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Social interactions and well-being: The surprising power of weak ties

UNSPECIFIED (2014) 'Social interactions and well-being: The surprising power of weak ties.' Personality and Social Psychology Bulletin, 40 (7). 910 - 922. ISSN 0146-1672

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Although we interact with a wide network of people on a daily basis, the social psychology literature has primarily focused on interactions with close friends and family. The present research tested whether subjective well-being is related not only to interactions with these strong ties but also to interactions with weak social ties (i.e., acquaintances). In Study 1, students experienced greater happiness and greater feelings of belonging on days when they interacted with more classmates than usual. Broadening the scope in Studies 2A and 2B to include all daily interactions (with both strong and weak ties), we again found that weak ties are related to social and emotional well-being. The current results highlight the power of weak ties, suggesting that even social interactions with the more peripheral members of our social networks contribute to our well-being. © 2014 by the Society for Personality and Social Psychology, Inc.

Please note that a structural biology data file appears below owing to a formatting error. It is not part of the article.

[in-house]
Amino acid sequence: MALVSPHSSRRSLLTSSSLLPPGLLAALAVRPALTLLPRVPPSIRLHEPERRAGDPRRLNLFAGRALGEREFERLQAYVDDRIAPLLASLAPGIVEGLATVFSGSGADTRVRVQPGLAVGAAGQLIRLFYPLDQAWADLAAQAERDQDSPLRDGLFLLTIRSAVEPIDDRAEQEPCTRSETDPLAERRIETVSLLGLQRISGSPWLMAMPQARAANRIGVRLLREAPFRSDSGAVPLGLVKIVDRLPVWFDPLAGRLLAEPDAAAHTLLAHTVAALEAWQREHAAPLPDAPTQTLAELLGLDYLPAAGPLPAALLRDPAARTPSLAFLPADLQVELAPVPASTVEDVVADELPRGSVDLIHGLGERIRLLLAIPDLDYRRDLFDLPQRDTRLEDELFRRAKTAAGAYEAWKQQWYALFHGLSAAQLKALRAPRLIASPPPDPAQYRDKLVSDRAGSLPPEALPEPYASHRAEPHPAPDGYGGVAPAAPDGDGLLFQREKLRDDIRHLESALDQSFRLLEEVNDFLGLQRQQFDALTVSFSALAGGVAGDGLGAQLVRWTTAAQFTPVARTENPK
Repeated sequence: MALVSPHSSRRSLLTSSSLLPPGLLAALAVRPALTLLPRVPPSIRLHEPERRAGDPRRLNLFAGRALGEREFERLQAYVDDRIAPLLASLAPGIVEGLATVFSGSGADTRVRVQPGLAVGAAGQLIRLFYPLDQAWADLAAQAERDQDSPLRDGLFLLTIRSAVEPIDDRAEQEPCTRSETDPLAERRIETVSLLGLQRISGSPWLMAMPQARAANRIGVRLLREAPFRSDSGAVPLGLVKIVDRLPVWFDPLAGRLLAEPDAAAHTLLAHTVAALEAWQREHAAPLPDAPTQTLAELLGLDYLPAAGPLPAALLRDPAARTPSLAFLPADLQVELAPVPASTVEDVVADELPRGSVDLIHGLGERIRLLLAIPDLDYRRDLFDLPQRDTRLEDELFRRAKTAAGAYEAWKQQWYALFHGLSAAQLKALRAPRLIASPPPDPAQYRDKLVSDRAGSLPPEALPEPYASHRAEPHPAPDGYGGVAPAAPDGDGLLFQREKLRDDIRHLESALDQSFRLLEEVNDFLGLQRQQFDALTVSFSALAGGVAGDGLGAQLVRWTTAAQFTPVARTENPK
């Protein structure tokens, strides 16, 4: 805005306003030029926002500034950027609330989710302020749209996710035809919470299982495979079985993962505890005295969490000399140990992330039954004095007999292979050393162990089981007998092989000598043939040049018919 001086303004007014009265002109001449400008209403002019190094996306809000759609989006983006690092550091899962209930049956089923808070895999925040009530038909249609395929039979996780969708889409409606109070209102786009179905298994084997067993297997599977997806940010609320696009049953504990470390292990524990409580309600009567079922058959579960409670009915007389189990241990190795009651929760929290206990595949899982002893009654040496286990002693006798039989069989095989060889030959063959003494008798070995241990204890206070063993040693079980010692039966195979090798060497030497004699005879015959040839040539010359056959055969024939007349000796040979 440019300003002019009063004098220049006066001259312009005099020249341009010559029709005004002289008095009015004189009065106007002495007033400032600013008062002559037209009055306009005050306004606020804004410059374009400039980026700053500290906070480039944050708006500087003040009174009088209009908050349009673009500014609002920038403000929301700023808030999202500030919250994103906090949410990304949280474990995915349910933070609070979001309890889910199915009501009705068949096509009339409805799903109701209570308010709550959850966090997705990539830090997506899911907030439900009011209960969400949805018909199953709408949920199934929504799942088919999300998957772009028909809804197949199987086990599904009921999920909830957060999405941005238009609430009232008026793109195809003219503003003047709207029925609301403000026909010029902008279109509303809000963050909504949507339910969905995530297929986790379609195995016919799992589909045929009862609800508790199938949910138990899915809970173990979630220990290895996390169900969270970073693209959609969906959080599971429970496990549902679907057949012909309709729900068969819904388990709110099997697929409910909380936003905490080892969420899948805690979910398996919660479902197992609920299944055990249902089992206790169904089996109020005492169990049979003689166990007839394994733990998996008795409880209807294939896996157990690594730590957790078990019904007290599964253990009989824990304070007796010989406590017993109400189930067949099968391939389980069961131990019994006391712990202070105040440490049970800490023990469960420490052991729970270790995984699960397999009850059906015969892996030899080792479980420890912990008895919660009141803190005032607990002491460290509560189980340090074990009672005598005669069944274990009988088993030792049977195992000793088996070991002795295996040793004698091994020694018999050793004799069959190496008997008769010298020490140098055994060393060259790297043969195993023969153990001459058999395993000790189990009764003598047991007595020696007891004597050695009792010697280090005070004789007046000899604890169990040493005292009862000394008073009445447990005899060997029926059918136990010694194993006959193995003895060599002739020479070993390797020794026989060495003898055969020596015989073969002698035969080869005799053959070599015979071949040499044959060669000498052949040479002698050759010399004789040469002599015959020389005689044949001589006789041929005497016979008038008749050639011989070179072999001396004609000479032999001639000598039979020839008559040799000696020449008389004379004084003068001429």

Item Type: Article
Subjects: B Philosophy. Psychology. Religion > BF Psychology
Divisions: Faculty of Science and Health > Psychology, Department of
Depositing User: Jim Jamieson
Date Deposited: 19 Oct 2015 09:48
Last Modified: 15 Jan 2019 22:15

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